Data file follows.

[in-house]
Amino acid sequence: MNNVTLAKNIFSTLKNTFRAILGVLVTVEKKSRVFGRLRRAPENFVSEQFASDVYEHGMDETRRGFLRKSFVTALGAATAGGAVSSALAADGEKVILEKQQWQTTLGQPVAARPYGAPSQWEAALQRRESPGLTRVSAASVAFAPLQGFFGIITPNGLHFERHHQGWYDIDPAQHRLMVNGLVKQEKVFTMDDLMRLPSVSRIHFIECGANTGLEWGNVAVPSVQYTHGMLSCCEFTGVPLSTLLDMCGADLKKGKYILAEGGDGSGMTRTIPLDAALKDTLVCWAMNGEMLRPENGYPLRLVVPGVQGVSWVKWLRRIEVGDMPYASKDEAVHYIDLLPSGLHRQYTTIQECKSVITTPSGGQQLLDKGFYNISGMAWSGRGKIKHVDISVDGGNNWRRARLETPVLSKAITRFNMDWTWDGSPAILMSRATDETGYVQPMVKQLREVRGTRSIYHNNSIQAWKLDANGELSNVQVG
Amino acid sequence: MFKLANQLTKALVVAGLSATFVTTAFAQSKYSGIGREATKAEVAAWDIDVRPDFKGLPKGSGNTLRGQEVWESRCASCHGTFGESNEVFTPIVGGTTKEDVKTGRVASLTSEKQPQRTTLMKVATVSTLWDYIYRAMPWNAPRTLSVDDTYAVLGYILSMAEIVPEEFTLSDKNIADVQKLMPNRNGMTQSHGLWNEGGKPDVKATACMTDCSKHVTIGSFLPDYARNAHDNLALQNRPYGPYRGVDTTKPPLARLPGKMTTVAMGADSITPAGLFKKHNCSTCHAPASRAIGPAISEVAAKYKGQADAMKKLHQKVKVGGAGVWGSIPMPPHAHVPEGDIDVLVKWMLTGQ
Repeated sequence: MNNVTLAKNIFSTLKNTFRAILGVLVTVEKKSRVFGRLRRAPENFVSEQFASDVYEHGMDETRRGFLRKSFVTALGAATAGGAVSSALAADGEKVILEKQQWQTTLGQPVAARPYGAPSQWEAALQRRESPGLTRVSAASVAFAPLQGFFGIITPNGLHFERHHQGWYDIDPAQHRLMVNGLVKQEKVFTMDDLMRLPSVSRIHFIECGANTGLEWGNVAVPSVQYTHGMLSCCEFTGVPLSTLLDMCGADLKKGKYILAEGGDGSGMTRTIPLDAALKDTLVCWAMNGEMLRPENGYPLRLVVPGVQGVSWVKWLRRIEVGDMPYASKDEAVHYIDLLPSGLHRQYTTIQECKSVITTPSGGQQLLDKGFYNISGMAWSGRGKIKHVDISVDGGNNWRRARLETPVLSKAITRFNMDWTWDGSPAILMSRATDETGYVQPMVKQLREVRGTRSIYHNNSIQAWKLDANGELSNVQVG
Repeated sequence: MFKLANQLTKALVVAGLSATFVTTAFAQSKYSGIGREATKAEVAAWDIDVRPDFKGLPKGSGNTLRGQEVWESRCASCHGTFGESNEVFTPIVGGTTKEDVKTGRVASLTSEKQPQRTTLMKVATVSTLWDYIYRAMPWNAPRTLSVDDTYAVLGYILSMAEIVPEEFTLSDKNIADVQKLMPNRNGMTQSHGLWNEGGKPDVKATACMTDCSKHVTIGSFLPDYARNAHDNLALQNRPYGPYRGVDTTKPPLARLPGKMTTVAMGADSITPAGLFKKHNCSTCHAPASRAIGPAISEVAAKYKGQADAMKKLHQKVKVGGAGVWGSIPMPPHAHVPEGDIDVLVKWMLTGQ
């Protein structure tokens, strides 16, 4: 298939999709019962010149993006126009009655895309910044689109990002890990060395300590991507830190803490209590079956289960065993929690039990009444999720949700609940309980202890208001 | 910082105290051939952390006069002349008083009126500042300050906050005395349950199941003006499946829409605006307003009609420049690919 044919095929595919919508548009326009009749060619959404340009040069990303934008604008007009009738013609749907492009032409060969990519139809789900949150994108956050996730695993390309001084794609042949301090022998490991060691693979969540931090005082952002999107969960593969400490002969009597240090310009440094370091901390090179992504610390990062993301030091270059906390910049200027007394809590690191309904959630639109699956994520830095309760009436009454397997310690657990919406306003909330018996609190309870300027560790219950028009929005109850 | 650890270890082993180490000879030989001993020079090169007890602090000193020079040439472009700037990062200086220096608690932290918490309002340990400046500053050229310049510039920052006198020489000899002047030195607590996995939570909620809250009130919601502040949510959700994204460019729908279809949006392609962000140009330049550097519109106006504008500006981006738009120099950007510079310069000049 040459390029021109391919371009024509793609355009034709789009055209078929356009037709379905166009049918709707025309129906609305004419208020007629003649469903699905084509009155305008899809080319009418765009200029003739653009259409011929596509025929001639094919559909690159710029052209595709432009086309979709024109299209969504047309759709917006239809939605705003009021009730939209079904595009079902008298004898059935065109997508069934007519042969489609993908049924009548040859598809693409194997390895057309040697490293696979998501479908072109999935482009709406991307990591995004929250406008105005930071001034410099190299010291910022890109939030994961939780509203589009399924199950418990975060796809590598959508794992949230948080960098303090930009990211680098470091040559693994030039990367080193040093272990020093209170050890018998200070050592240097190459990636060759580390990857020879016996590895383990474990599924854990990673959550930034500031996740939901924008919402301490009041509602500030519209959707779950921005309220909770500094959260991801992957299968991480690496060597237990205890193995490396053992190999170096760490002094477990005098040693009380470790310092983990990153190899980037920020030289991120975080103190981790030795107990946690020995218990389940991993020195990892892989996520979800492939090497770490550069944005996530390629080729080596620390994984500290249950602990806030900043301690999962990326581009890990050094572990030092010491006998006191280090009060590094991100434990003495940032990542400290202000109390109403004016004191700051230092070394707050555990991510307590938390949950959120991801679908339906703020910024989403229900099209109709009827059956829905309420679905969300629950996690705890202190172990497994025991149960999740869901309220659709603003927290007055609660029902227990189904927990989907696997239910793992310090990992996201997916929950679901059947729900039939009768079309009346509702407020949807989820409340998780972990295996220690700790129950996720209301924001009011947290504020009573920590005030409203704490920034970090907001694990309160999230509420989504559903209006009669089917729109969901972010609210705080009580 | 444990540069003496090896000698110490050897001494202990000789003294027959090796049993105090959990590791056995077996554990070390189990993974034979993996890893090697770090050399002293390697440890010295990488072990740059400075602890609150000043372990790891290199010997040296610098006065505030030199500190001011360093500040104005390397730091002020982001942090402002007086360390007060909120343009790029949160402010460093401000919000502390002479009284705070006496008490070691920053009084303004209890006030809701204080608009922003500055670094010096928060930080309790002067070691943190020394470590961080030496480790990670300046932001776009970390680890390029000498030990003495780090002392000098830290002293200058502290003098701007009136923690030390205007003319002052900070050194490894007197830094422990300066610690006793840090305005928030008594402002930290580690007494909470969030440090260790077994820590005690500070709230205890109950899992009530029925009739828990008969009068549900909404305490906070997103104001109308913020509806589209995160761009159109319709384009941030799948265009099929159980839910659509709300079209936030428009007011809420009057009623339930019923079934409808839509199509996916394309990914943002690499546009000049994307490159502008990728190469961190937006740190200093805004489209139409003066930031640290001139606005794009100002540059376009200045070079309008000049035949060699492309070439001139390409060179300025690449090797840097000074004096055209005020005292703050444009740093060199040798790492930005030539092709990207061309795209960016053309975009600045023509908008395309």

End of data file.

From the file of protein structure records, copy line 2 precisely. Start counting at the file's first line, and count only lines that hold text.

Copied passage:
Amino acid sequence: MNNVTLAKNIFSTLKNTFRAILGVLVTVEKKSRVFGRLRRAPENFVSEQFASDVYEHGMDETRRGFLRKSFVTALGAATAGGAVSSALAADGEKVILEKQQWQTTLGQPVAARPYGAPSQWEAALQRRESPGLTRVSAASVAFAPLQGFFGIITPNGLHFERHHQGWYDIDPAQHRLMVNGLVKQEKVFTMDDLMRLPSVSRIHFIECGANTGLEWGNVAVPSVQYTHGMLSCCEFTGVPLSTLLDMCGADLKKGKYILAEGGDGSGMTRTIPLDAALKDTLVCWAMNGEMLRPENGYPLRLVVPGVQGVSWVKWLRRIEVGDMPYASKDEAVHYIDLLPSGLHRQYTTIQECKSVITTPSGGQQLLDKGFYNISGMAWSGRGKIKHVDISVDGGNNWRRARLETPVLSKAITRFNMDWTWDGSPAILMSRATDETGYVQPMVKQLREVRGTRSIYHNNSIQAWKLDANGELSNVQVG